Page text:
Competitive math: Middle-schoolers quietly duke it out in Federal Way

Illahee Middle School students wore soccer jerseys with the symbol for Pi on the front. - Neal McNamara, The Mirror
Illahee Middle School students wore soccer jerseys with the symbol for Pi on the front.
— image credit: Neal McNamara, The Mirror

At 10 a.m. Saturday, the massive cafeteria inside Thomas Jefferson High School was filled with more than 100 middle and elementary school students. It was silent, except for the sounds of shuffling papers, pencils scratching on paper and the occasional sound of a youngster squirming in a chair.

A teacher stood at a podium, scanning his eyes across the room. Then, he leaned toward a microphone and said calmly, “five seconds.”

Immediately, all in the room raised their hands in the air holding up their completed tests as the teacher started reading answers to the questions, “The answer to problem No. 1 was negative 12 ... .”

The sound of all the papers being raised at once was startlingly loud. Suddenly the room burst into action. High school-age proctors hurried around collecting the tests, delivering them to teachers, who rushed them to another room to be corrected.

That was just the beginning of a long day of intensive math for the fifth- through eighth-graders (an estimated 124 in total) from around and outside the district who gathered for Federal Way’s fourth annual middle school math competition. The mathletes took a battery of individual and team tests as parents waited on the sidelines, as if attending a soccer or basketball game.

“We want to get kids enthusiastic about math at an early age, and get them training at an early age,” said Thomas Jefferson math teacher and math team coach Tom Norris, who started this middle grade competition four years ago.

The competition began with individual tests. Ten rounds lasting four minutes each with four questions in each round. The competitors wrote out their work on the test, and after each round, the tests were whisked away to another cafeteria where a group of Thomas Jefferson math team members corrected them. Barbara Jun, a senior and president of the math team, sat at a table with Thomas Kim, a junior, and Alvin Nguyen, a junior, speedily marking the tests.

Jun said the math problems are easy, but “because of the time constraint, a lot of people get wrong answers because of the stress.” It’s no surprise that the older kids have no problem judging the younger kids’ work: The Thomas Jefferson math team is one of the best in the nation; it placed 10th in a national math competition last year. Norris’s classroom is plastered with plaques and trophies from innumerable competitions over the years.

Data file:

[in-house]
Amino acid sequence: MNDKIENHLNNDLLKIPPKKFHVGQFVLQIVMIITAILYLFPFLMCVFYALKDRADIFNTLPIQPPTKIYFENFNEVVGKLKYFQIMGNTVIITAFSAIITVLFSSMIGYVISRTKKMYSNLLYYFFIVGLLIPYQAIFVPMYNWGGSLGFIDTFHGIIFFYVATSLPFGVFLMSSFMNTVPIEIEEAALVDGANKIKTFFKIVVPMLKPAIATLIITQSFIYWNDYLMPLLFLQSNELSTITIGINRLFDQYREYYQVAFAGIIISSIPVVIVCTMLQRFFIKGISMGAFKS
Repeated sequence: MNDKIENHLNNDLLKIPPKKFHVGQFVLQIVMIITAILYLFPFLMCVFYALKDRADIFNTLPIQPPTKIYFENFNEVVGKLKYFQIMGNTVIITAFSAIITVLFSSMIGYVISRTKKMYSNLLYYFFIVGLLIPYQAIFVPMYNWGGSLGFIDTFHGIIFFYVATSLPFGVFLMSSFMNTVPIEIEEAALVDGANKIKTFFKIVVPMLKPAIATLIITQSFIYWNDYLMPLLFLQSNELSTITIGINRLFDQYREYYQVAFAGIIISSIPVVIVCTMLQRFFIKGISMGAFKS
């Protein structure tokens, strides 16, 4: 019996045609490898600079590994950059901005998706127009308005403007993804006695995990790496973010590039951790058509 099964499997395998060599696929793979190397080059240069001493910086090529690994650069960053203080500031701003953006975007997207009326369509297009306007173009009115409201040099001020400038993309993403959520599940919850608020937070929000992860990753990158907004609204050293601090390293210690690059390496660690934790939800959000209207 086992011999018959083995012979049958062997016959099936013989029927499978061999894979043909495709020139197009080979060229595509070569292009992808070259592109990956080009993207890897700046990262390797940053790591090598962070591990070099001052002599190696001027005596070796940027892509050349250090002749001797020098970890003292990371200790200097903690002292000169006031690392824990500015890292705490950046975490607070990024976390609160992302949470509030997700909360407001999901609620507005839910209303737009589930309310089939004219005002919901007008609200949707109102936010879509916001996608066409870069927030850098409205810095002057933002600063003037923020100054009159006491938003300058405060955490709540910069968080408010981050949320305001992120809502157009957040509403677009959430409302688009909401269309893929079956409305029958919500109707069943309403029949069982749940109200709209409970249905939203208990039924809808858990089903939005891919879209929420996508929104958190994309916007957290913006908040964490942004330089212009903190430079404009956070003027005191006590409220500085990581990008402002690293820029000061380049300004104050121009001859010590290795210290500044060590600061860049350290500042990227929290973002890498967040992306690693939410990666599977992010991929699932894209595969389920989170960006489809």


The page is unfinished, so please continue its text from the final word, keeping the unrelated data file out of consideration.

The next round was a 40-question 60-minute multiple-choice affair.

Thomas Jefferson sophomore and math team member Paul Jaquish wrote many of the event's test questions. He included questions covering geometry, basic algebra and probability and “some tough” questions. Maybe not for him: He placed 14th out of 100 or so individual competitors at a national math competition last year.

During lunch, parent Andrew Adekoya sat alone along the side of the cafeteria trying his best to stay out of the way of his daughter, Isabella. She’s a sixth-grader at Lakota Middle School, and is captain of her math team at Green Gables Elementary. Adekoya said he’s proud to see his daughter compete, but keeps to the sidelines to avoid being a distraction.

“After a test,” he said, “I never ask how it went,” surmising that if it went well, he’d know.

He said Isabella wins a lot of math competition trophies, but not much emphasis is placed on them. “You have to be modest,” he said.

Trophies were in store for Saturday’s best competitors. Awards were given to the top five highest performing students in each grade on the individual tests, and also to the teams. The trophies were lined up neatly at the front of the cafeteria throughout the competition, staring out at the competitors.

The final event was the team testing. Fifth- and sixth-graders and seventh- and eighth-graders from various schools teamed up to answer 20 questions in 30 minutes. Scores of parents crowded into the cafeteria to watch.

At the awards ceremony, 10 students from each grade were called up to the stage for the individual test awards. The bottom five got a mention, the top five got trophies.

In the end, the top prize for the team competition at both grade levels went to the Bear Creek School, a Christian college prep K-12 school in Redmond.

Bear Creek eighth-grader Daniel Assumptcao’s team not only took home first in the team event, but he also got first in the other two events. Cradling his trophies after the event, he remarked that the test was “not too hard.” When asked how he got good at math, he offered an instructive sentiment: “I just kind of did (math) after school, and got good at it.”

The top schools in team competition:

5th and 6th grade:

1. Bear Creek School

2. Federal Way Public Academy

3. Illahee Middle School

4. Twin Lakes Elementary

5. Wildwood Elementary

7th and 8th grade:

1. Bear Creek School

2. Federal Way Public Academy (one of 2 teams)

3. St. Vincent de Paul

4. Federal Way Public Academy (one of 2 teams)

5. Lakota Middle School

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